Plant reproduction

Plant reproduction is the production of new individuals from one or more parent plants. This can be accomplished by sexual or asexual means.

Latest Research and Reviews

News and Comment

  • News and Views |

    Sporopollenin, which encapsulates gametes in spore and pollen grains, is probably the most chemically inert biopolymer. This inertness is essential for gamete protection, but also hinders the elucidation of sporopollenin molecular structure. Now, the macromolecular network forming sporopollenin is described in unprecedented detail.

    • Paula Guzmán-Delgado
    •  & Maciej A. Zwieniecki
  • News and Views |

    Seasonal control of flowering is a dramatic example of interactions between genes and environment, and is mostly studied in growth chambers. However, switching from natural settings to artificial conditions affects phenotypes. More natural responses in cabinets can be obtained by only modifying a few environmental parameters.

    • Kayla McCarthy
    •  & Seth J. Davis
    Nature Plants 4, 750-751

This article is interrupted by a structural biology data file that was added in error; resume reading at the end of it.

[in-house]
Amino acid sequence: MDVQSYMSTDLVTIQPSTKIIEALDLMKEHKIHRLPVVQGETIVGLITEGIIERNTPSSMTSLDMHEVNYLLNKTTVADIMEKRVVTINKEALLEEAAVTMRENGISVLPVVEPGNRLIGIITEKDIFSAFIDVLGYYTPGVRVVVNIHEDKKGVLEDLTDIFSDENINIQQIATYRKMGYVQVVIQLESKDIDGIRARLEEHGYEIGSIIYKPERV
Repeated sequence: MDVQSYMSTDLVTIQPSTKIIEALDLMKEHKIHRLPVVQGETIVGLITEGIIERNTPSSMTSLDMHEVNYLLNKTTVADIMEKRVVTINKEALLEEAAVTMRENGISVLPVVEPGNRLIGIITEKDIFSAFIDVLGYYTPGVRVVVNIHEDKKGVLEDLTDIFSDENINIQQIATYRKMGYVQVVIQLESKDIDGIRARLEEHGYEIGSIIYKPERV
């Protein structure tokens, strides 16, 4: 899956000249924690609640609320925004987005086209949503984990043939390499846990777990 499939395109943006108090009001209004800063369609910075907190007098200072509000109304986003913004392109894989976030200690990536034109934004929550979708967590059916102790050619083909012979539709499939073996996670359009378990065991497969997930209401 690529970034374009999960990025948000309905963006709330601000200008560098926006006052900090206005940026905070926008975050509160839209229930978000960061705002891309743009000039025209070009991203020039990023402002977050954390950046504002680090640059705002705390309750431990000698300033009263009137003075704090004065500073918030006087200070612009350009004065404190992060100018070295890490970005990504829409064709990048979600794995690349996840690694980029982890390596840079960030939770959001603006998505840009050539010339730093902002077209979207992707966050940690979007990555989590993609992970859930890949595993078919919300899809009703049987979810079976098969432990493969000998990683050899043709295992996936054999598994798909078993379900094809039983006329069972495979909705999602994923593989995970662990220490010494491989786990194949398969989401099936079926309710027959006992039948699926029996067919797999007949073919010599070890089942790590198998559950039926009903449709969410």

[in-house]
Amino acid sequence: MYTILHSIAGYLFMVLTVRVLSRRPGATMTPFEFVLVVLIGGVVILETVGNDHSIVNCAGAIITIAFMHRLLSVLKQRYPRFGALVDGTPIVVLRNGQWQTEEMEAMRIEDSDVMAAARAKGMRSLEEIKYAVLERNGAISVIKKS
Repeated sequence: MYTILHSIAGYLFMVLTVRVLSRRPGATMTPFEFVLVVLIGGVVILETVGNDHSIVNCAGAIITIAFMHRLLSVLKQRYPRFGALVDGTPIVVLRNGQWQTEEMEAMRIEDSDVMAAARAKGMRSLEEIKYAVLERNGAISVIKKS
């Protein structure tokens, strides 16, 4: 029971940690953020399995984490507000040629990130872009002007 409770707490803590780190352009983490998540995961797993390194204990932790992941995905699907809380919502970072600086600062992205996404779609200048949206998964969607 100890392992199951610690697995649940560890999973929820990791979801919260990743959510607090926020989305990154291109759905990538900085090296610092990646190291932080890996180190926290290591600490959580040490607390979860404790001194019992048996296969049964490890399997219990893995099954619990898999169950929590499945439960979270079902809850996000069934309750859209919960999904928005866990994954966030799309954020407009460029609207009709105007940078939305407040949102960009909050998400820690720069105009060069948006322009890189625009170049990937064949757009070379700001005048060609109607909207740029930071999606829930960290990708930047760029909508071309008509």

• News and Views |

    Biennial plants require exposure to the cold of winter to overcome a block to flowering in the spring. The molecular role of FRIGIDA, a key component of the system that establishes the cold requirement in Arabidopsis, is to assemble a protein super-complex that promotes expression of a flowering repressor in the autumn.

    • Richard Amasino
    Nature Plants 4, 752-753
  • News and Views |

    In autogamous plants, self-pollination is ensured by a timely opening of anthers (dehiscence) and release of mature pollen grains. Auxin plays a paramount role in controlling the correct timing of anther dehiscence. Now, a molecular switch that allows the timely change in auxin level in rice anthers has been unveiled.

    • Maura Cardarelli
    •  & Paolo Costantino
    Nature Plants 4, 408-409